Old and new music at Levinsky Hall in Plymouth

United KingdomUnited Kingdom Various: Trio Kurtag (Juliette Roos [violin], Yume Fujise [viola], Eliza Millett [cello]), David Bessell. Levinsky Hall, University of Plymouth, 11.3.2023. (PRB)

Trio Kurtag © Philip R Buttall

Purcell – Fantasia No. 1 Z.732, Fantasia No. 3 Z.734 (1680)
Gideon Klein – String Trio (1944)
David BessellMicro Variations on an Emerging Theme (2023)
Françaix – String Trio (1933)
EnescuAubade for String Trio (1899)

This was the fourth concert in the Musica Viva series held at the city’s recently refurbished concert venue, Levinsky Hall on the University of Plymouth campus. It was also the first to present both conventional acoustic music for string trio and live electronic music.

Dr Robert Taub, Arts Institute Director of Music at the University, led the now customary pre-concert talk. He spoke briefly with Kurtag Trio cellist Eliza Millett, and with David Bessell, whose electronic composition, a commission by Musica Viva, was being heard for the first time at the venue. As ever, the talk proved most informative for those with a working knowledge of the subject and for those who may have come to such an event for the first time. Bessell gave a glimpse into what his three keyboards and associated electronic paraphernalia might be capable of in combination.

Trio Kurtag opened proceedings with Henry Purcell’s two three-part Fantasias. In 1680, he produced an astonishing set of Fantasias for viol consort, composed in three, four, and five parts. They are full of virtuosic counterpoint, surprising harmonic shifts, moments of persuasive dissonance and flowing fugal material, all occasionally interspersed with sections of lyrical homophony. They can, however, almost sound surprisingly modern-day, with their frequent false relations and complex rhythmic patterns, rapidly passed from one player to the next. Oddly, if the Fantasies were performed at all in Purcell’s lifetime, it would have been in private, under highly personal circumstances.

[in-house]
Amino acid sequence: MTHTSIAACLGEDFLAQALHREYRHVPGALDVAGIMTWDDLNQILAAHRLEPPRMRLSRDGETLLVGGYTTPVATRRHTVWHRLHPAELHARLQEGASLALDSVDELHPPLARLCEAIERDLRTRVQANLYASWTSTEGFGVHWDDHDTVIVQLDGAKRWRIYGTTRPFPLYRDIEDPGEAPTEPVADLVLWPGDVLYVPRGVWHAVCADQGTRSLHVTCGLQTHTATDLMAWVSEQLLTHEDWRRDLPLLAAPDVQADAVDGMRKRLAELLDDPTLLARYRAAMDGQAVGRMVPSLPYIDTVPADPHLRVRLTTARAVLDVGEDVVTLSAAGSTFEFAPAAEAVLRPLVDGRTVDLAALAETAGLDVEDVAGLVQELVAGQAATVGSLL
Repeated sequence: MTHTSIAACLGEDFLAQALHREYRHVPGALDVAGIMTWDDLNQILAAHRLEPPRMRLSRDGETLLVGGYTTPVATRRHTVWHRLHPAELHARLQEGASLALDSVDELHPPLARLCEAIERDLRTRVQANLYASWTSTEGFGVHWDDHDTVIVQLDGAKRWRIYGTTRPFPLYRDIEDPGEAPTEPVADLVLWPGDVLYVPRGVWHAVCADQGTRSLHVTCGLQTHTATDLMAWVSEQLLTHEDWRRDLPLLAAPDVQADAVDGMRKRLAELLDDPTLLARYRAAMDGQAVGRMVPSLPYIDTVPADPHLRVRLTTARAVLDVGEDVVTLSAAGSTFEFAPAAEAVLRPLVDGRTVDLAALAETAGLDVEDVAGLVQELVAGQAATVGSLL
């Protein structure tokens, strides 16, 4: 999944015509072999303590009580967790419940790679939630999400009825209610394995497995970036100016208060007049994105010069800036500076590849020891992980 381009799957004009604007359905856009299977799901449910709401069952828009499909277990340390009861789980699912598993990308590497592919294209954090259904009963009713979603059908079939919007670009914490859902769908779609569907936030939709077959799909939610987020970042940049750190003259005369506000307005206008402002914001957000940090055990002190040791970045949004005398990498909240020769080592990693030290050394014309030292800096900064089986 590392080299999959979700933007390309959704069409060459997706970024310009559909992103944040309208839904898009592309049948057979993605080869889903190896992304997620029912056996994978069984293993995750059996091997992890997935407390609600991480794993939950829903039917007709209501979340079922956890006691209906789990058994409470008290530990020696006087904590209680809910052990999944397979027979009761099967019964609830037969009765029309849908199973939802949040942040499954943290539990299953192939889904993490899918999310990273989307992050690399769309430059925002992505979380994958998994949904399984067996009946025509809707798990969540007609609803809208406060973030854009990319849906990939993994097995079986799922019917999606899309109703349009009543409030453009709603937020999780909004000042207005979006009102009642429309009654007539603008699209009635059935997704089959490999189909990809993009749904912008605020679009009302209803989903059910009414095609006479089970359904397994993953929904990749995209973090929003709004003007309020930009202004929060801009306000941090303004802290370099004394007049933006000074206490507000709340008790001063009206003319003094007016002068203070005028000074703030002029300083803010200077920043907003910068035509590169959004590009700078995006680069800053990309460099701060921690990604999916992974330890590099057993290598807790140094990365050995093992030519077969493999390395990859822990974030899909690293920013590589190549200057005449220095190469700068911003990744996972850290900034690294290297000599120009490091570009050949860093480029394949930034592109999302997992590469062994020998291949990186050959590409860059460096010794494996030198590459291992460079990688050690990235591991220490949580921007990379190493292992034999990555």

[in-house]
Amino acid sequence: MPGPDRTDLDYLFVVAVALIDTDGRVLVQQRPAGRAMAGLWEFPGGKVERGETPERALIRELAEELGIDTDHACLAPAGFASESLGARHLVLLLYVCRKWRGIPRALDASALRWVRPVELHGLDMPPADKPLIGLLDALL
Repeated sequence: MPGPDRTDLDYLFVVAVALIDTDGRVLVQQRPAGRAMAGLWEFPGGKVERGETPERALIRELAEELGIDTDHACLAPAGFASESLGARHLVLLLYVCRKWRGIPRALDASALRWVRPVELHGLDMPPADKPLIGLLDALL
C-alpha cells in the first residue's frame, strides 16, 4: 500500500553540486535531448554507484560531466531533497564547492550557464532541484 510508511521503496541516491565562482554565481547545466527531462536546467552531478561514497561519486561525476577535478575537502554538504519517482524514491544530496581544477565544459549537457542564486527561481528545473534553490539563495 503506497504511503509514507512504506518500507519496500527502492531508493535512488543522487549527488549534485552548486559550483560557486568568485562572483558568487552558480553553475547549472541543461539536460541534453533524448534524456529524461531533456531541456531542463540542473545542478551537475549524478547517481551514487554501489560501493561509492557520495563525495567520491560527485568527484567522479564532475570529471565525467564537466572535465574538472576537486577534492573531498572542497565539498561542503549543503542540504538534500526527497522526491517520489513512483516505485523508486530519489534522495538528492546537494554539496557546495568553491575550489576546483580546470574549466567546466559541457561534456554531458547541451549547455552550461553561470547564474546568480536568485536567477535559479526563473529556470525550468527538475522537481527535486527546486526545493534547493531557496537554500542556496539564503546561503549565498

The London-based trio clearly had this firmly in mind. Shutting one’s eyes, sonically speaking we were back in the aural world of the viol consort. The sound, dynamic range, bowing and all-round articulation were worlds apart from the modern works later in the programme. This was an immaculate performance all round. Great attention and detail were lavished on an appropriately academic and erudite approach, but never devoid of expression when required. The acoustic in the hall is still rather on the dry side. One hopes it will be further tweaked to afford a little more reverberation and presence when just three stringed instruments are involved.

The Kurtag Trio returned to the platform for a performance of the three-movement String Trio by Moravian-born composer and pianist Gideon Klein (1919-1945), written in a Nazi concentration camp. Together with thousands of fellow Prague Jews, the composer had been deported to Terezin, where he continued to compose. A mere nine days after completing his String Trio, his last work, Klein was sent to Auschwitz and from there to Fürstengrube, a sub-camp near Wesoła, Poland. How Klein’s score survived after his death is a story in itself. Taub’s excellent programme notes are a great help. They clarify the chronology and help the listener to appreciate Klein’s highly moving work in the true spirit and conditions of its initial conception.

Once again, the players had clearly done their homework. Their performance of Klein’s Trio was musically accurate, especially in terms of the highly refined control of shared dynamics. Moreover, they successfully presented the work as near to its historical context as possible. That is not so easy when all the performers are at the young end of their careers. From the opening Allegro to the closing Vivace, this was a moving and memorable performance. The extended middle movement is the work’s emotional heart, a set of variations on the Moravian folksong The Kněždub Tower. The players delivered Klein’s often tormented writing with exactly the right weight of contextual emotion.